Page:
China and India began a small joint military exercise Wednesday, the first time two countries have cooperated militarily at that high a level.
The past rivals, who fought a brief war over a border dispute in 1962, have grown ever closer in recent years, mostly due to burgeoning trade ties, Agence France-Presse reports.
"The aim of the training is to enhance mutual understanding and mutual trust between the Chinese and Indian militaries," Chinese Foreign Ministry Spokesman Qin Gang said.
India says China occupies 38,000 square kilometers (14,670 square miles) of its territory, while Beijing claims the whole of the northeastern Indian state of Arunachal Pradesh, which is 90,000 square kilometers.
However ties between the regional rivals have thawed since the 1990s, and trade between the two has flourished in recent years.
Qin played down the effects of the lingering border dispute, emphasizing the world's two biggest developing countries had much in common on international issues.
The exercise is being billed as an antiterror drill by the two sides, which The Guardian newspaper points out emphasizes what the two countries have in common: Concerns about separatism in their far-flung possessions.
Around 100 troops from India joined their Chinese counterparts in China's south-western province of Yunnan for the exercise, codenamed 'Hand-in-Hand 2007'.
Years of frosty relations improved when the two countries signed a treaty in 1993, agreeing to reduce troop levels on the border. Beijing said the exercise was designed to address what it referred to as the "three evil forces" of "separatism, extremism and terrorism".
Both countries have sought to suppress minority groups campaigning for greater autonomy. China has repeatedly cracked down against what it regards as violent Muslim separatist in Uighur province while Delhi's rule in the divided Himalayan region of Kashmir has long been challenged by Pakistan-based forces.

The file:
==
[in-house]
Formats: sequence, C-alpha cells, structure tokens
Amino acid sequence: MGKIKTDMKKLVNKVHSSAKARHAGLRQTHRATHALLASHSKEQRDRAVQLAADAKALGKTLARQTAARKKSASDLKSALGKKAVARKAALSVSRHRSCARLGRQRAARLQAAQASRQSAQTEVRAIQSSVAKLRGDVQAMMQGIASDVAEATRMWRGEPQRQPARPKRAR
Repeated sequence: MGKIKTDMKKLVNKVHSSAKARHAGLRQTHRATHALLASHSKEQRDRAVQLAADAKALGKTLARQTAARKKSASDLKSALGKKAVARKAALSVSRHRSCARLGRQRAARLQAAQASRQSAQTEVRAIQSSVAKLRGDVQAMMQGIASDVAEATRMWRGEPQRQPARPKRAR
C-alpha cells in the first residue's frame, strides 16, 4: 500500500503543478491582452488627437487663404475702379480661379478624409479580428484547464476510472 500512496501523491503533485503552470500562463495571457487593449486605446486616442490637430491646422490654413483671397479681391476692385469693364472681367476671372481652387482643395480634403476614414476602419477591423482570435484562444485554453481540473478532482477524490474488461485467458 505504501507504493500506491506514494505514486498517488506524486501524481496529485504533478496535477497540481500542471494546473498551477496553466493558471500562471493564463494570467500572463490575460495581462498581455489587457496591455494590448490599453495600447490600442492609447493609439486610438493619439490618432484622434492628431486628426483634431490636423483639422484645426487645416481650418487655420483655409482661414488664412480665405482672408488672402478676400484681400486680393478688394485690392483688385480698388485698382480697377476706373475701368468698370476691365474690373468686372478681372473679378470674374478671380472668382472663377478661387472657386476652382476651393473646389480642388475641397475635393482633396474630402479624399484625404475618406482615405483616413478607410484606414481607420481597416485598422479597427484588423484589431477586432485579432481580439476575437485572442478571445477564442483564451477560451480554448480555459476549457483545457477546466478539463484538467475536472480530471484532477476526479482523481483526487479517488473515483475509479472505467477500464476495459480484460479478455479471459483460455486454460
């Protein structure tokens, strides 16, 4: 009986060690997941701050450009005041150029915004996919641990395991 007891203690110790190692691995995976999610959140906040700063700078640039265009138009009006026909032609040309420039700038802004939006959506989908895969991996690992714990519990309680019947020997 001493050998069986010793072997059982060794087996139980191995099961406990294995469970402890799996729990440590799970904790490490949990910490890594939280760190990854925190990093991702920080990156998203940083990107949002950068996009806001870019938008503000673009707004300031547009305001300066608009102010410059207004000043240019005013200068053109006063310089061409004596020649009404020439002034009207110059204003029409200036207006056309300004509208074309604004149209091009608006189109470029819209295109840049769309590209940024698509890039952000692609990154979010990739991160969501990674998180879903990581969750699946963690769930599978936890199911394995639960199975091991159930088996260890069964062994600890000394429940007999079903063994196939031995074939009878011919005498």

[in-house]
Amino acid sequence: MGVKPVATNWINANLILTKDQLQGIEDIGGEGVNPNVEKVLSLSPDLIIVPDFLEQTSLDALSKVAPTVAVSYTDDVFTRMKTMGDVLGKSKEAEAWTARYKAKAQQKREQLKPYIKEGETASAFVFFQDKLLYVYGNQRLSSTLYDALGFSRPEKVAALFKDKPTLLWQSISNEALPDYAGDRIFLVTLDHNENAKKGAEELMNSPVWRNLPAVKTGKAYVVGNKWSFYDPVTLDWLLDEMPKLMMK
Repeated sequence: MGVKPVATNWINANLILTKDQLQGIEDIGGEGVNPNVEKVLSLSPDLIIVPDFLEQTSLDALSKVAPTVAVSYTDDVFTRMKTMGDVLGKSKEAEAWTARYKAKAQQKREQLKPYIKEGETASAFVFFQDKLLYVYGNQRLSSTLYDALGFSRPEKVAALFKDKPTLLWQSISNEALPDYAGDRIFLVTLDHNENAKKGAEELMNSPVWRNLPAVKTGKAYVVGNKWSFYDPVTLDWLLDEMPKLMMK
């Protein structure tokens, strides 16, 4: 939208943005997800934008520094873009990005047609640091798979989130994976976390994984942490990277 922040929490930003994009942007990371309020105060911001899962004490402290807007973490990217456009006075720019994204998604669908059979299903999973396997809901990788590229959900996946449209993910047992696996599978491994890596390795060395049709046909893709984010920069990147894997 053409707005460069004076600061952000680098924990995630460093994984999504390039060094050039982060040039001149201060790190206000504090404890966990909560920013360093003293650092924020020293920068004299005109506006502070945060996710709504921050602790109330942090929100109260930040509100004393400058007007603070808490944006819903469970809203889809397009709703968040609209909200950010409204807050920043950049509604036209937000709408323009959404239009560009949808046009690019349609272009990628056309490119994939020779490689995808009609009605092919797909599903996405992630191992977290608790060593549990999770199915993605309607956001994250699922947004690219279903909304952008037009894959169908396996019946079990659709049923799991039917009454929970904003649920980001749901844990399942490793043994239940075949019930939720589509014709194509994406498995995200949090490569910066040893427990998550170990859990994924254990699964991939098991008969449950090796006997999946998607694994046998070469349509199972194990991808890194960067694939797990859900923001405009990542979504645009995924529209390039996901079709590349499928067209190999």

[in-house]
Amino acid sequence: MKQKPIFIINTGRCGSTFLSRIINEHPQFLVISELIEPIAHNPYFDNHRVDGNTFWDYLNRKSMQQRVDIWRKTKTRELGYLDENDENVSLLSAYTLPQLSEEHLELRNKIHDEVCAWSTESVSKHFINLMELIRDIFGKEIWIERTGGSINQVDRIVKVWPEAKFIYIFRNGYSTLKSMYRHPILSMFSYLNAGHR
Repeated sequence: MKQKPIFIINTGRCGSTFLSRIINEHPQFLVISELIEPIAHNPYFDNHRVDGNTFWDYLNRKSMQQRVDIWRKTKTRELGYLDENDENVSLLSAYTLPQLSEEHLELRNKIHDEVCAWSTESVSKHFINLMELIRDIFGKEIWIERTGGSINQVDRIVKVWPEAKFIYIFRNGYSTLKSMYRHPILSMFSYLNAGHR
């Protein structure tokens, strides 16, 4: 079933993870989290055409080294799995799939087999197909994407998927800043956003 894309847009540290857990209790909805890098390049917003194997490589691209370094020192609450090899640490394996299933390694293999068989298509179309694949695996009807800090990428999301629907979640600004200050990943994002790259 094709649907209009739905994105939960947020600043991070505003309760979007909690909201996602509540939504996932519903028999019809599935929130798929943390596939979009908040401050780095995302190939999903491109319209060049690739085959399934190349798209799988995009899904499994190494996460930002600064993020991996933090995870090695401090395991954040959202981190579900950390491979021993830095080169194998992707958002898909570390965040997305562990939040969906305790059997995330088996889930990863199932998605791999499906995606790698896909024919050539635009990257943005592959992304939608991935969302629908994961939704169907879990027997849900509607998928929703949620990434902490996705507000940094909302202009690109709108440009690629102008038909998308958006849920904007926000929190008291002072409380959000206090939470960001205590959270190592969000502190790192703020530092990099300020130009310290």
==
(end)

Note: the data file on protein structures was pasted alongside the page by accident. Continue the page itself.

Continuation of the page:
Indeed, the Indian contingent is largely made up of troops stationed in Kashmir, The Indian Express reported.
The China Daily reports that the era of tense relations and armed confrontation between the two giants may now be over.
Swaran Singh, associate professor at the School of International Studies at New Delhi-based Jawaharlal Nehru University, said: "This reflects the growing mutual trust and understanding between the two sides, including between their military establishments."
China and India last year signed a memorandum of understanding to institutionalize training and exercise exchanges and other contacts between the two militaries.
The Telegraph, Calcutta-based daily, suggests in an editorial that growing trade ties are leading to the thaw in Sino-Indian relations, but also argues that the potential for rivalry remains and urges India to maintain its nuclear weapons on that basis.
The recent description (of China) by Prime Minister Manmohan Singh… as India's "greatest neighbour" captures the essence of the complex relationship between the world's two most populous countries.
It is expected that by 2010 bilateral trade will amount to over $40 billion a year. Indeed, the view of India and China as two ancient civilizations with strong past links in partnership in the modern world has many takers in both countries. However, it is China that is still identified — by many within India's strategic community — as the most likely source of insecurity for New Delhi and the greatest potential threat to Indian interests in the long-term future.
The strategy must not be to position New Delhi explicitly as a counterweight to China, but to slowly and surely enlarge the space of Indian interests, from the Malacca Strait to the Persian Gulf, in order that India emerges, potentially in the medium-term future, as a key balancer to China. Finally, India must build an effective minimum nuclear deterrent vis à vis China, through a triad of sea, land and air forces.